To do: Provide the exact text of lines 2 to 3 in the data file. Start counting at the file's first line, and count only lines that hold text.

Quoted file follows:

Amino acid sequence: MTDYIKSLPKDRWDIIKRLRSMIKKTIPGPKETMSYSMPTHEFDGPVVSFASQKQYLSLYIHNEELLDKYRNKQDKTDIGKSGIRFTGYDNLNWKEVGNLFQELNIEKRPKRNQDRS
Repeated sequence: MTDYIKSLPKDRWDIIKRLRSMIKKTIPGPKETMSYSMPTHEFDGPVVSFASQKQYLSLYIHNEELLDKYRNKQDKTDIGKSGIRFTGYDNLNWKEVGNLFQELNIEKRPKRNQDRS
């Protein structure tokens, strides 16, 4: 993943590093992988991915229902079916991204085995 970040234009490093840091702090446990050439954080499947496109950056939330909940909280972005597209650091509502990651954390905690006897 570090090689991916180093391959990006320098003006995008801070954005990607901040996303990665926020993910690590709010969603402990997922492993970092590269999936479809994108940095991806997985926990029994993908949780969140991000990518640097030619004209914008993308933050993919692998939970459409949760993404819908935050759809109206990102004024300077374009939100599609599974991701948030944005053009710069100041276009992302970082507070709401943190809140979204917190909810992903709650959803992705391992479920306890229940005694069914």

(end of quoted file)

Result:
Repeated sequence: MTDYIKSLPKDRWDIIKRLRSMIKKTIPGPKETMSYSMPTHEFDGPVVSFASQKQYLSLYIHNEELLDKYRNKQDKTDIGKSGIRFTGYDNLNWKEVGNLFQELNIEKRPKRNQDRS
């Protein structure tokens, strides 16, 4: 993943590093992988991915229902079916991204085995 970040234009490093840091702090446990050439954080499947496109950056939330909940909280972005597209650091509502990651954390905690006897 570090090689991916180093391959990006320098003006995008801070954005990607901040996303990665926020993910690590709010969603402990997922492993970092590269999936479809994108940095991806997985926990029994993908949780969140991000990518640097030619004209914008993308933050993919692998939970459409949760993404819908935050759809109206990102004024300077374009939100599609599974991701948030944005053009710069100041276009992302970082507070709401943190809140979204917190909810992903709650959803992705391992479920306890229940005694069914």